That feeling of reaching a summit, when those last few hundred feet of vertical struggle is over, there is a feeling of relief, humility, awe, gratitude, achievement – but it is brief, and after a few minutes, it’s time to turn around and go back the way you came. It’s not that the view gets old or that you don’t want to savor the moment, but the goal has been achieved and no matter where you sit, some pointy rock edge is jamming you in the ass – it gets cold and windy and chances are a storm will roll in before too long. Before the journey down the mountain is even over, you find yourself already craving another and reminiscing about the journey up, almost wishing you were still headed in that direction.
Quad Rock has a reputation for being either hot as balls or near blizzard conditions year to year. Spring in Colorado is unpredictable and despite 70+ degree days surrounding race day, this year it was in the 50s with rain and mud. Oh, so much mud. And every kind of mud. There was the kind of mud that tries to steal your shoes, the kind of predator mud that stands by while its prey exhausts itself trying to stay upright, the splashy diarrhea mud, and the pottery-slip mud. And in the final stretch was the kind of mud that turns your Salomons into Herman Munster shoes.
It’s no secret. I’ve been flailing.
Anyone close to me lately has seen the signs that I lost my way. I can’t stop thinking about my last blog post – although it contains many complete sentences, it feels completely incoherent. I’m leaving it up to demonstrate that sometimes it’s hard to stay focused on the right and positive things, to demonstrate my humanity. The funny thing is, that post took me forever to write and edit and write again, while this one is just flowing out of me. A sign that I’m on the right path.
This is the natural course of these big lessons in resistance. As the pace of change has quickened in my life, I have been resisting instead of remaining open and vulnerable. As a result, I’ve experienced a lot of darkness, confusion, grasping for control, the going down of rabbit holes and general overall emotional flailing. While my unconscious has been busy processing all the disruption in my life, my ego went hog wild, partying and breaking valuables. It’s not all that surprising, but while I was in it, I just knew I was miserable and couldn’t figure out how to get out of it. That’s when I remembered. I have a say in the matter.
I never really considered giving advice on running trails because I consider myself to be very much a beginner. I still have so much to learn. I get DMs fairly often asking about gear and how to get into trail running, but recently someone reached out to me on Instagram, my favorite, favorite community building platform, to ask me for tips on getting into running trails to cope with a difficult life experience. I know a lot about that! I started reflecting on my journey and would like to offer some recommendations based on what I would do differently and what I got right – but mostly on what I do now after getting it wrong. It’s not that tactical, but I promise you, it’s just as important. You’ll figure out the tactical stuff as you go along.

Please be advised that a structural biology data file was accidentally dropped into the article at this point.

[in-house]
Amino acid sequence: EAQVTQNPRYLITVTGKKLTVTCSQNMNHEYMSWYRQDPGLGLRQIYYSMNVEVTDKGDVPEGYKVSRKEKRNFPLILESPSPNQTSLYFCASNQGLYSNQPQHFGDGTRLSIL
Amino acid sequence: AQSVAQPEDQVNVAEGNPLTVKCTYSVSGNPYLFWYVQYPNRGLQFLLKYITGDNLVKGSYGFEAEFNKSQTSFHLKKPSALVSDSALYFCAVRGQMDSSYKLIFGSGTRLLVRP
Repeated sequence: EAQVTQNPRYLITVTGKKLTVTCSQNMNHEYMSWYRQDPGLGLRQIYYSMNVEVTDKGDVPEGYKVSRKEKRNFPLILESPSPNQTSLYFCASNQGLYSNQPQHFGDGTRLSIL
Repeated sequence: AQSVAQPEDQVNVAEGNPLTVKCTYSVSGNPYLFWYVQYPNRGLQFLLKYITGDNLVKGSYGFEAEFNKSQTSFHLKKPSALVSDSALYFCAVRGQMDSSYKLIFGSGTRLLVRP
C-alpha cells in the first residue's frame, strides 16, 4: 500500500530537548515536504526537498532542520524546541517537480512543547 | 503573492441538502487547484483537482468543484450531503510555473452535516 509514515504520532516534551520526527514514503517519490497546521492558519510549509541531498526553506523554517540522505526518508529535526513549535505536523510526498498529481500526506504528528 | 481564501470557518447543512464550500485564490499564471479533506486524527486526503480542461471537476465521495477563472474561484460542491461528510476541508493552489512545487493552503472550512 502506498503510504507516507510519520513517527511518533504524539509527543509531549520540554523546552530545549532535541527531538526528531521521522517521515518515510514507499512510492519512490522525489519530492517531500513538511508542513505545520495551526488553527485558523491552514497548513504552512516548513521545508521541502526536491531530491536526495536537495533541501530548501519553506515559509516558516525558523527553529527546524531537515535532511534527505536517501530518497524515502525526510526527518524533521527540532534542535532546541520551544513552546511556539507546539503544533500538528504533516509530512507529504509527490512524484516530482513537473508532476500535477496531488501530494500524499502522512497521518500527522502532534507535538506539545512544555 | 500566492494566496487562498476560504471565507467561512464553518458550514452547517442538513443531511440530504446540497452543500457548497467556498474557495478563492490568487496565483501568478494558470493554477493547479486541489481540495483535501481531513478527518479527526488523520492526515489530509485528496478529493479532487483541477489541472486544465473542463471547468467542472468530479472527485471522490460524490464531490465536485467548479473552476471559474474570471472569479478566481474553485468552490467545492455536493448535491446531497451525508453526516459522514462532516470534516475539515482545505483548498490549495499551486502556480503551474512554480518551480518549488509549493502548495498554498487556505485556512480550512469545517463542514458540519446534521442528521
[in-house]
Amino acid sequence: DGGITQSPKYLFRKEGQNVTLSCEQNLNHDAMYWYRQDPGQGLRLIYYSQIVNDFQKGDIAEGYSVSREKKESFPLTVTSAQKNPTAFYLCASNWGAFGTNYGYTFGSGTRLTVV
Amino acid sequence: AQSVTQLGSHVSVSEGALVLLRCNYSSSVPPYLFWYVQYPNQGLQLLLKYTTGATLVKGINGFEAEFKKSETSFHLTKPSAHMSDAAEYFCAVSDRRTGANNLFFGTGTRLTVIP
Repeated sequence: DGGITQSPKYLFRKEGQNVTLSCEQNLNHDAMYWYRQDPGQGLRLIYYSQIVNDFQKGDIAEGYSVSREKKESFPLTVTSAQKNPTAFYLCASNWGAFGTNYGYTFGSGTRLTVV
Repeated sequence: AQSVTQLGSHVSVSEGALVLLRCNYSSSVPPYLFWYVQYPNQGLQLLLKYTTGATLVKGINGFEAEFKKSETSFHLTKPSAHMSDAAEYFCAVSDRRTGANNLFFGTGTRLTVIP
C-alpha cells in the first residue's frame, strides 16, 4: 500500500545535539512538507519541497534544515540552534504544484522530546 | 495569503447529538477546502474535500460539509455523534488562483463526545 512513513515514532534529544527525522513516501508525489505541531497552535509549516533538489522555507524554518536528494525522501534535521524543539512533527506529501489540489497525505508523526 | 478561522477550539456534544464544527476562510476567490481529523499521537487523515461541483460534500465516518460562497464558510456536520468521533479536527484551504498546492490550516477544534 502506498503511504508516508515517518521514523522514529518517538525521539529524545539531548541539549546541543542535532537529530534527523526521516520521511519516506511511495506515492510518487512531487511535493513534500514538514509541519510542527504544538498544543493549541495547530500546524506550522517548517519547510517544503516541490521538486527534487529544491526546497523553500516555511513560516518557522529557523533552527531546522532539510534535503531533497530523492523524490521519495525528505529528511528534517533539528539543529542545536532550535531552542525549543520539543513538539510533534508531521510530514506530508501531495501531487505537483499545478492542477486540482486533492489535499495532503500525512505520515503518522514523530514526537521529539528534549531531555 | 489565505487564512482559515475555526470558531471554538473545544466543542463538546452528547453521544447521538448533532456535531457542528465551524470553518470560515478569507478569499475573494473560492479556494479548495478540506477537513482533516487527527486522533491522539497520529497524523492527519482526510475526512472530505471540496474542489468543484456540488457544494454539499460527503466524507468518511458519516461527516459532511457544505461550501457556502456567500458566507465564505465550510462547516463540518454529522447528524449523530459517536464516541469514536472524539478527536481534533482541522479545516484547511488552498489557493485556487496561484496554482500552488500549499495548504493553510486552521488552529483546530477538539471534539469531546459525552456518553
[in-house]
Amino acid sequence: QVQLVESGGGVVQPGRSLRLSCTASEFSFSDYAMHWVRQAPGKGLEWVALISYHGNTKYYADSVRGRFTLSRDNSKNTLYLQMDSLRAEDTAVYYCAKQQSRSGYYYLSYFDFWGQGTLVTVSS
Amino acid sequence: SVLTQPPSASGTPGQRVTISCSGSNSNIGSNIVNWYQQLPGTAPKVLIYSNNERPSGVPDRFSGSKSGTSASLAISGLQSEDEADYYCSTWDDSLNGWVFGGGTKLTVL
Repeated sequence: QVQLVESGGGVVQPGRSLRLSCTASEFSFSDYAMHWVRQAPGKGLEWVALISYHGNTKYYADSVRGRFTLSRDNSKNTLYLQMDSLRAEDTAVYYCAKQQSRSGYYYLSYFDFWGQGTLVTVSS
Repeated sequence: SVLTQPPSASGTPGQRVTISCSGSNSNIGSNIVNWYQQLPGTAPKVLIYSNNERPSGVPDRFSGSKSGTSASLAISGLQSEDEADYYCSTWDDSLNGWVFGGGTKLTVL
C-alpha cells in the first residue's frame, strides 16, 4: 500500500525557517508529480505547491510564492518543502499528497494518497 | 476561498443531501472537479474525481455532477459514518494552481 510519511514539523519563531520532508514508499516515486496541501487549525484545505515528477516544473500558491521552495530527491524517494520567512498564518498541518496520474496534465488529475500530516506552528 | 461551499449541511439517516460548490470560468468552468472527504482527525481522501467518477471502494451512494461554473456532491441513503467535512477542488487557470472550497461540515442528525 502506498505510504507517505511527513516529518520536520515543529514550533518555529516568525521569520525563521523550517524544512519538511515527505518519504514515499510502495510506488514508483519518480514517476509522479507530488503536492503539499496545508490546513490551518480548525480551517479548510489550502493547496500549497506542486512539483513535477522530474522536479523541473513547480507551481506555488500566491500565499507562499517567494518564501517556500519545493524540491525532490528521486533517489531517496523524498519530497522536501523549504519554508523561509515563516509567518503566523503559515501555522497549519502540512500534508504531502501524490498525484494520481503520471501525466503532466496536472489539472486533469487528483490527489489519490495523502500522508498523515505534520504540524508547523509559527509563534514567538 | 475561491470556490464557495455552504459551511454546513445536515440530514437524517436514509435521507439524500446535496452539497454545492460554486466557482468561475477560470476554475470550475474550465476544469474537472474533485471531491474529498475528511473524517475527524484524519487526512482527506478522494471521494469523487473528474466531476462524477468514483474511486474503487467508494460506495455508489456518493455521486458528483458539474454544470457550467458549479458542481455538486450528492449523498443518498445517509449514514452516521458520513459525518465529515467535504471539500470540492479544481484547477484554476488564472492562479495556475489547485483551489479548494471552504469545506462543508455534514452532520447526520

Nobody wants to deal with any of these, but if you’re a human adult, you’ve certainly encountered all of these things and probably taken them a bit too personally a time or two. If you’re me, you have become intimately familiar with each one of them, like a trio of sister-wives.
The One Where She Ran
If you read my inaugural post, you may remember that I confessed to being too intimidated to join any of the RMR runs because it’s a large group of fast and furious runners that are much stronger and fitter than me. I promised that for every comment anyone made committing themselves to doing something they were afraid of, I would join one RMR run this year. Well, this week I attended the first one facing that all too familiar fear of “I’m not good enough”.
I’ve had a cold all week, where every day has felt worse than the last. I’ve been able to keep in good spirits, or at least make jokes, rather than focusing on my suffering. I’ve been spreading this li’l gem far and wide, as it pretty much sums up the last three days of my life.
Congratulations if you made it past that. And sorry, humans are gross.